Supporting legal abortion and opposing sterilization is the easier lift to explain, because prochoicers believe women should be able to determine their own destinies, and bodily autonomy is crucial to that. When the state intervenes, it is transgressing physical boundaries and removing our choices, obliterating the ability to consent. What’s more, it reinforces classist and racist systems of oppression. When states enact TRAP laws that force the closure of abortion clinics, who is harmed the most? Wealthy women will be able to travel to where laws are less strict and reproductive care is more available, while poor women are left with no other options. When it comes to sterilization, it’s too easy to bring subconscious prejudices into the judgments of who has the rights to her own body and who doesn’t. First of all, sterilization is a tool of eugenics - the attempt to literally re-engineer the human race by breeding "desirable" (read: white) traits. Here in the United States, it has a pretty horrific history and still happens to female prisoners even though it's illegal. When states have sterilized people, it usually isn’t white women, but women of color. People’s empathy usually vanishes when they think of poor women having children – “she can’t afford to have more kids” – and it’s not a far leap to thinking that poor woman would be a candidate for sterilization. And our perceptions of the poor are racialized, whether or not it’s accurate. We tend to think of the poor as being people of color, even though the majority of poor people in this country are white. It’s also women of color whose sexuality is often coded as threatening, and something that people want to control.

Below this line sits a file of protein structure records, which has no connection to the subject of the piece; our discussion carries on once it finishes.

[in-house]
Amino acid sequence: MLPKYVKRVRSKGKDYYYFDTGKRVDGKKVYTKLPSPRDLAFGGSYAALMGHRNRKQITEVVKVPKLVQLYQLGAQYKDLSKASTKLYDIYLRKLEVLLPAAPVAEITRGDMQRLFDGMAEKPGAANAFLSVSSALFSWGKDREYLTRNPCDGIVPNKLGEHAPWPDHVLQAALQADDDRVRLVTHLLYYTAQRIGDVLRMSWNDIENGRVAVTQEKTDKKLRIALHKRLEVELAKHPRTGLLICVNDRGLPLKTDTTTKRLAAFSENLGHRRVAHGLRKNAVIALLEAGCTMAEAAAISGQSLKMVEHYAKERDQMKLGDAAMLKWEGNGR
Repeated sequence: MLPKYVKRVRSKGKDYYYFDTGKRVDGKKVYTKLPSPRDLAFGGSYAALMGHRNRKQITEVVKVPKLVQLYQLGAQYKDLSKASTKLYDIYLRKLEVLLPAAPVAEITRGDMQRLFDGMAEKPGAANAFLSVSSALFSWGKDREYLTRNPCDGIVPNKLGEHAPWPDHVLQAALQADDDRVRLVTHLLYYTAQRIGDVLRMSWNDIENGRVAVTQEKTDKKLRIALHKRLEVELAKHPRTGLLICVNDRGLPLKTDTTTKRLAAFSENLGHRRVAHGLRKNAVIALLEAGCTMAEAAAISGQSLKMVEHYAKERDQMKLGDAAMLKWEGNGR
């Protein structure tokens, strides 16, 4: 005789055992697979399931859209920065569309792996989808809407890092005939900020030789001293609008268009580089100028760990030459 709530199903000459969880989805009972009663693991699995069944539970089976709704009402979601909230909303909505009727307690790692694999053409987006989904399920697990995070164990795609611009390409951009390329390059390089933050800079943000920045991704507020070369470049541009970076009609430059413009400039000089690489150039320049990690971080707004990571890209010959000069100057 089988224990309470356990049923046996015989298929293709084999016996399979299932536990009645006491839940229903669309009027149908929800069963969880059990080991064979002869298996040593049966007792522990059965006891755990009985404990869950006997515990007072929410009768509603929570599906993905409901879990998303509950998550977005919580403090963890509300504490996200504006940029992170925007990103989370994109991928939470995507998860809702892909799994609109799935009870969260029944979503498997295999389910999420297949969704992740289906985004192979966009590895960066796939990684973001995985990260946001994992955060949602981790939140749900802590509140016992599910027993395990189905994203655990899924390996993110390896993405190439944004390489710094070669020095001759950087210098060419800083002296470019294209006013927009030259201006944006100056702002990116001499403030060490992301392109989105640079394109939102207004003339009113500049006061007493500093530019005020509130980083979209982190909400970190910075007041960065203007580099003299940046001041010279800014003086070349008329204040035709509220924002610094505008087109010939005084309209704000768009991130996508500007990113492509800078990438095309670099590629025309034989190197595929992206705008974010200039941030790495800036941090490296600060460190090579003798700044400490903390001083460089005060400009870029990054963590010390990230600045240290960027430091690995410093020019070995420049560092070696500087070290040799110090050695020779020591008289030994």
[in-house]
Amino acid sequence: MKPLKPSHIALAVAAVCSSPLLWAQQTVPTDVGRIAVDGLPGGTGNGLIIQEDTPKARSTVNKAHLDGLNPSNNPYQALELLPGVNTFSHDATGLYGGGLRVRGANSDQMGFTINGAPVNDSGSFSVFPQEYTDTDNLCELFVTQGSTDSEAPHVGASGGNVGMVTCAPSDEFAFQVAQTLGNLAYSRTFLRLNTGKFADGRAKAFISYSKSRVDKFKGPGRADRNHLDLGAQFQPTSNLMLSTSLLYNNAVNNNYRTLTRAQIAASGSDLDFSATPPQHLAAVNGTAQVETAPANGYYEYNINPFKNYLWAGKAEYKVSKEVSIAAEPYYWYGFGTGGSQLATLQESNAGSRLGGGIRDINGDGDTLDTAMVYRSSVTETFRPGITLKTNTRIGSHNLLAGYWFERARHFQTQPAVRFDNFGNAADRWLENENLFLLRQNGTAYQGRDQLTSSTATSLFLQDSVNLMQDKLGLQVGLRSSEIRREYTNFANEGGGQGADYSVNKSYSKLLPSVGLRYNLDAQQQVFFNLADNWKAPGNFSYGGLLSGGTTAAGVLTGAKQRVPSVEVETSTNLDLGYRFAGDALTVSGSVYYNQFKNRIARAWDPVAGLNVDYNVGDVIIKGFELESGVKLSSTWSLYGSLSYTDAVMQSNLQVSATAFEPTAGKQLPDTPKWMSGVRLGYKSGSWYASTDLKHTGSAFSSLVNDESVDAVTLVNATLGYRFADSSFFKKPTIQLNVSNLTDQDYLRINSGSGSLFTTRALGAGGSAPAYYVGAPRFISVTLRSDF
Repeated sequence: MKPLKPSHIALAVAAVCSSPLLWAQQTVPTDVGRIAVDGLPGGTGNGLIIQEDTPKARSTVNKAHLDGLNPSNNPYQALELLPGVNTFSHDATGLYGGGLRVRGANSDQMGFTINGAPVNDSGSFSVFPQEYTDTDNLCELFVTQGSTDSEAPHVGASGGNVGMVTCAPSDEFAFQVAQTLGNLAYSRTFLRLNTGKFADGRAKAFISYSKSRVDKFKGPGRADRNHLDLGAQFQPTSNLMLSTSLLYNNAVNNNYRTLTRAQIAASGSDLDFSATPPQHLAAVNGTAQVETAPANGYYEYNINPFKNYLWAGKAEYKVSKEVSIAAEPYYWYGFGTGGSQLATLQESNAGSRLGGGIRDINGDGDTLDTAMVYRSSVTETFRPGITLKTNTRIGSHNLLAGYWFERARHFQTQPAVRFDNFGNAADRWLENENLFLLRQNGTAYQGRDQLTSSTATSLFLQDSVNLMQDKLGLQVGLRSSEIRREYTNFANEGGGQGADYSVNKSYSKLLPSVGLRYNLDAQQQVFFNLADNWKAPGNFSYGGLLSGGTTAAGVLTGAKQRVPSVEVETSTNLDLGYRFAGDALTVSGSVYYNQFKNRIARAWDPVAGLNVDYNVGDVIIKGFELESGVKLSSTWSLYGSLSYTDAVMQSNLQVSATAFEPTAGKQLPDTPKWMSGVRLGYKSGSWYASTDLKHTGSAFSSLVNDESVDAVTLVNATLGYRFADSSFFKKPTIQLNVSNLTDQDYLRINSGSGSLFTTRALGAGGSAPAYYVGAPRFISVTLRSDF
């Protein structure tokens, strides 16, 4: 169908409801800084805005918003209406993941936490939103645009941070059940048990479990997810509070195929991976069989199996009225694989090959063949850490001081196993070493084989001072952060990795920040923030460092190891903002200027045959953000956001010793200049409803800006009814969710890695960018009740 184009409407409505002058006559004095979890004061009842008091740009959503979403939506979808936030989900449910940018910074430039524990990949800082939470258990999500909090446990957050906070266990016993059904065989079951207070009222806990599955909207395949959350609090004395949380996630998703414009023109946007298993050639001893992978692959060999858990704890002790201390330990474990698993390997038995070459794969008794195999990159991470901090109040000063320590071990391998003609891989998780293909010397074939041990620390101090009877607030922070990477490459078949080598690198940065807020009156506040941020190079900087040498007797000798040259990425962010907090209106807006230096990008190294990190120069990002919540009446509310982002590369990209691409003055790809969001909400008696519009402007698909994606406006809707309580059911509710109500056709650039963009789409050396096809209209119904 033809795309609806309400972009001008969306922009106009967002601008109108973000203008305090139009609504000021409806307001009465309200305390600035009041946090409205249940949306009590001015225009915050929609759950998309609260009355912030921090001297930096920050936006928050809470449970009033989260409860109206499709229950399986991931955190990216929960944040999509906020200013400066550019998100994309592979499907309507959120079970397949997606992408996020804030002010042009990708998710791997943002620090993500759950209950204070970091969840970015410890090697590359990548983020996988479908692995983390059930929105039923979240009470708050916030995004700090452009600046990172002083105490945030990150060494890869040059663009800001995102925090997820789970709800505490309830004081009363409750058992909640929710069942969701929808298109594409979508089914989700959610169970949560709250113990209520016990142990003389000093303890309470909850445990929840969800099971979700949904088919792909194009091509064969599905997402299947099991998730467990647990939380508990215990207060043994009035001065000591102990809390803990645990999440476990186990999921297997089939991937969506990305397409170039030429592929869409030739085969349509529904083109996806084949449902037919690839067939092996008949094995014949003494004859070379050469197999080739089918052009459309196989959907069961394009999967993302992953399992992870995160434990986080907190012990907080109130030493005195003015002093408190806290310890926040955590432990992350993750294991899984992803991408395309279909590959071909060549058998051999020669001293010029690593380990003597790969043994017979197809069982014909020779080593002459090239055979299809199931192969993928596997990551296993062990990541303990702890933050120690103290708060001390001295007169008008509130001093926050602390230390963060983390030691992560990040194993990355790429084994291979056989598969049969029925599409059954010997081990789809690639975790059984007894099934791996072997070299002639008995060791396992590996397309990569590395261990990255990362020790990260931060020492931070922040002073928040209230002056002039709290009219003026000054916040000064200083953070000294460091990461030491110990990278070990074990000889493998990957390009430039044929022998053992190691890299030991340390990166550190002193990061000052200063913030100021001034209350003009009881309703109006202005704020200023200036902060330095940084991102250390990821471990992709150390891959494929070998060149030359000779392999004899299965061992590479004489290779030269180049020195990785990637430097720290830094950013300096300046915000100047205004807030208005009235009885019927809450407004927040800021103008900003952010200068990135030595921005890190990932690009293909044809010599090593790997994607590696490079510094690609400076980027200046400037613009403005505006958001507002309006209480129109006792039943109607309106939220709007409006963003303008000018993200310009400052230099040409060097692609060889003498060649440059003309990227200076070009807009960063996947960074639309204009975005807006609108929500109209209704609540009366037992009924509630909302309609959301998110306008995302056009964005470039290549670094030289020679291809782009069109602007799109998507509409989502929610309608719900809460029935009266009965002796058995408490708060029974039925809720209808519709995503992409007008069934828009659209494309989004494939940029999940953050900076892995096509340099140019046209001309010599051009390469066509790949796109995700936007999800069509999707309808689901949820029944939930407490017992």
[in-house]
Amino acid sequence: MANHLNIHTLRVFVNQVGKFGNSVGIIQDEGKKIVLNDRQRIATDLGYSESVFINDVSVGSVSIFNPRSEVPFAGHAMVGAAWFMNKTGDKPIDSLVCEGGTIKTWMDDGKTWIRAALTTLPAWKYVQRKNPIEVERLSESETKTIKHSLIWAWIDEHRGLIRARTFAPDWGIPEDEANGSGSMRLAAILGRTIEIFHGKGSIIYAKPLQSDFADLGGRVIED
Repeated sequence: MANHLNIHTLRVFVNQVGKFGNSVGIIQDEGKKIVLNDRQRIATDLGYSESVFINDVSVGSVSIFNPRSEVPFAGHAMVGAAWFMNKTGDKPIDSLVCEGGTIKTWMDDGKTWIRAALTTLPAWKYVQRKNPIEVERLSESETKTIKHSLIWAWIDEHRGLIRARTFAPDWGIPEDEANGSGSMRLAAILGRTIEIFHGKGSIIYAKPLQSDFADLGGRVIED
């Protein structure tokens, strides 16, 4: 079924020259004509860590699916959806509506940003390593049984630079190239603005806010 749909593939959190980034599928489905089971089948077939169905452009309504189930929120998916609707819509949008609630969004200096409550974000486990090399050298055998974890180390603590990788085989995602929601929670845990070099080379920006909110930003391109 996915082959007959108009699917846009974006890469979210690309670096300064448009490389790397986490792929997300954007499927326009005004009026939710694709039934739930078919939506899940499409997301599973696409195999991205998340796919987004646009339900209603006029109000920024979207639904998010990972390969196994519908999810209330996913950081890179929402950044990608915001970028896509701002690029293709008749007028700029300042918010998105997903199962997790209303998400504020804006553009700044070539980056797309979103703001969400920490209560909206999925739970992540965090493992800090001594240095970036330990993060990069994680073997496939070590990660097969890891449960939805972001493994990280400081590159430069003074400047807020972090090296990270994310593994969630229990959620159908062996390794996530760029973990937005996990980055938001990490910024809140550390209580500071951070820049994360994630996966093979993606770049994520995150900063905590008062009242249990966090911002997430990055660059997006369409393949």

This brings me to the death penalty as the trump card anti-choicers use against pro-choicers. Now, I could go on and on about a respect-centered, anti-violent view of life. I believe women, who are real live human beings, can be trusted to make important decisions for themselves and what’s best within their own morality codes. I believe that forcing a woman to be pregnant when she does not want to be is a form of violence. I also believe putting someone to death is violence, and we should not be perpetuating this in an already-violent culture. While I am typically not lizard-brained, I am just lizard-brained enough to think, say, serial killers don’t deserve to live, but this base impulse is overcome by my feeling that when we collectively decide to put someone to death, it does little to bring justice to the victims of violence and only serves to dehumanize us more. It makes us less than what we are capable of being. But in my experience, anti-choicers don’t believe that forcing a woman to carry a child is a form of violence, and they don’t believe she has a right to her own body, which is fundamentally insulting. So making any kind of argument about a woman as a fully-formed person is clearly not compelling to those who oppose abortion.